Friday, July 23, 2010

Dr. Johnson and Scrofula

I spent the day yesterday comparing the latin text of Pliny's Natural History and an English text to see what is being translated as 'scrofula'. In every case, scrofula came from a form of 'struma' however, doing another word search, I found there were 67 instances of 'struma' in the text but only 19 were translated as scrofula. Now that could also be because the English word search doesn't give you the adjective when you are searching for the noun, but I am too lazy to look for every one of the 67 occurrences of the word. You will have to forgive me.
There is an interesting entry in the Cambridge History of Human Diseases on scrofula but there is no electronic version, that I can access remotely, so any discussion of that text will have to wait until I can get to a university library and have a look.
For the time being then, I will leave the discussion of scrofula with a comment on the fact that Samuel Johnson, he who wrote the dictionary, had scrofula as a child. At the age of two, he was taken to see Queen Anne who was the last English monarch to attempt the healing touch. It was abandoned shortly after as being too Catholic a practice. Queen Anne did give him a gold coin which he wore around his neck until he died in his old age.
It is assumed that he got scrofula from drinking infected cows' milk since that is how people commonly got it. It is something that people who think that 'raw milk' is superior to pasteurized milk want to consider. The gold coin that Queen Anne gave to Dr. Johnson has been preserved and is on display at the British Museum and you can see it online here.


Anachronist said...

Poor man! Any mention of him being actually cured by his fair queen's touch? BTW I drink raw milk - should I start to worry?

I remain your humble servant

Tracy said...

I've drank raw milk on the Scilly Isles in Cornwall, because they don't pasteurise it (although the one time I was on holiday there when I was pregnant I had to boil the milk first, for safety) but it's not a product I would normally buy. Raw milk is also a source of listeria, and a friend of mine who ate a brie made from unpasteurised milk ended up in hospital with E. coli 0157 last year.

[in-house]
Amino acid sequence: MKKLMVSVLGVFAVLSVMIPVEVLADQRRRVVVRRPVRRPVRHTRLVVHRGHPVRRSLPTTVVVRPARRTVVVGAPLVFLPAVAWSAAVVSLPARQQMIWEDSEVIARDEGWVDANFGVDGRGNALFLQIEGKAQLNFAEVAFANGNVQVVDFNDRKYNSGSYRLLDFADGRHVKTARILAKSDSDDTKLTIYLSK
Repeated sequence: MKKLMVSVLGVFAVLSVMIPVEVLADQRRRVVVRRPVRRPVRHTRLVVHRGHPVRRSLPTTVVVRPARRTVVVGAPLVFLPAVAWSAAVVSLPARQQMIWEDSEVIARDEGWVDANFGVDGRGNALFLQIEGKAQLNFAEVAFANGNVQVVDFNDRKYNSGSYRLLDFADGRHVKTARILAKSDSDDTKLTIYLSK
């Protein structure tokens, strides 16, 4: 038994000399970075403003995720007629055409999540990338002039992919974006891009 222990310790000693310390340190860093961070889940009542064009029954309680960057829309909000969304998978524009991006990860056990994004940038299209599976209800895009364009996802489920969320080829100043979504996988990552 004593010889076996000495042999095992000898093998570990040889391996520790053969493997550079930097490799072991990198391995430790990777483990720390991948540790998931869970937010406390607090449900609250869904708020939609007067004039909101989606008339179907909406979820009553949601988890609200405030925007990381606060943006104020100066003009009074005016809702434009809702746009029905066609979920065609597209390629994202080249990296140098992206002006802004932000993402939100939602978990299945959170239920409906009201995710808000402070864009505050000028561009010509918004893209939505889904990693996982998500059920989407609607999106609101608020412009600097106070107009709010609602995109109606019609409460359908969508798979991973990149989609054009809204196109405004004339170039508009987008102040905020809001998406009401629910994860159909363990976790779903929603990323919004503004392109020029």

Since the NFU is so keen on the idea of slaughtering the badger population, can only conclude that TB is a big problem in dairy herds over here, in some parts of the country, anyway.

The Red Witch said...

Johnson was not cured by the touch but it didn't prevent him from keeping the coin as a memento. Should you be worried about raw milk? I don't know. Scrofula tends to affect people with compromised immune systems and seems to have made a slight comeback among AIDS patients but I don't really know.
I have heard of the risk in Brie but it is sooo yummy. Would pasteurizing the milk make it not Brie?

Tracy said...

I love brie too! You can buy brie made from pasteurised milk - we do, and my previous workplace we used to buy 1kg rounds of brie, made from pasteurised milk. (but it's made locally, not in France)

Anachronist said...

I love brie and practically any kind of cheese, even the foulest-smelling kind. They sell it only made from pasteurised milk here.

a friend of mine who ate a brie made from unpasteurised milk ended up in hospital with E. coli 0157 last year.

Oh dear...I think I'm going to boil it more often now. I buy raw mild from a local farmer - his products are quite popular and nobody has had any health problems because of them so far but I don't want to be the first!

Tracy said...

If you've been buying raw milk from a good local supplier, you're probably OK, anachronist.
As with anything, it's unknown ones who cut corners on hygiene you have to worry about.